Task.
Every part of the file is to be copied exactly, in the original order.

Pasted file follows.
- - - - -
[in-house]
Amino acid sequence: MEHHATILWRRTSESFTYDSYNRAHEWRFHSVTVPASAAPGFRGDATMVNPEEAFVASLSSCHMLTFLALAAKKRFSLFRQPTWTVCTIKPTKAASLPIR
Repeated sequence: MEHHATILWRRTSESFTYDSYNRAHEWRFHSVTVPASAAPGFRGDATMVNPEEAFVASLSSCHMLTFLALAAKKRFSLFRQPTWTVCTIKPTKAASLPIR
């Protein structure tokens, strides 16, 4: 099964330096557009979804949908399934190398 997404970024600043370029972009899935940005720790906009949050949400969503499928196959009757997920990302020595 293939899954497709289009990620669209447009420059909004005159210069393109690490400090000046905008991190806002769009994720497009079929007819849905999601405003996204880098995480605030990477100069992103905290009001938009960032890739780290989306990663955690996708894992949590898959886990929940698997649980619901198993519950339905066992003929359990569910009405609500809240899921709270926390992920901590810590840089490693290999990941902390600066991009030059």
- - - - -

[in-house]
Amino acid sequence: MEHHATILWRRTSESFTYDSYNRAHEWRFHSVTVPASAAPGFRGDATMVNPEEAFVASLSSCHMLTFLALAAKKRFSLFRQPTWTVCTIKPTKAASLPIR
Repeated sequence: MEHHATILWRRTSESFTYDSYNRAHEWRFHSVTVPASAAPGFRGDATMVNPEEAFVASLSSCHMLTFLALAAKKRFSLFRQPTWTVCTIKPTKAASLPIR
């Protein structure tokens, strides 16, 4: 099964330096557009979804949908399934190398 997404970024600043370029972009899935940005720790906009949050949400969503499928196959009757997920990302020595 293939899954497709289009990620669209447009420059909004005159210069393109690490400090000046905008991190806002769009994720497009079929007819849905999601405003996204880098995480605030990477100069992103905290009001938009960032890739780290989306990663955690996708894992949590898959886990929940698997649980619901198993519950339905066992003929359990569910009405609500809240899921709270926390992920901590810590840089490693290999990941902390600066991009030059």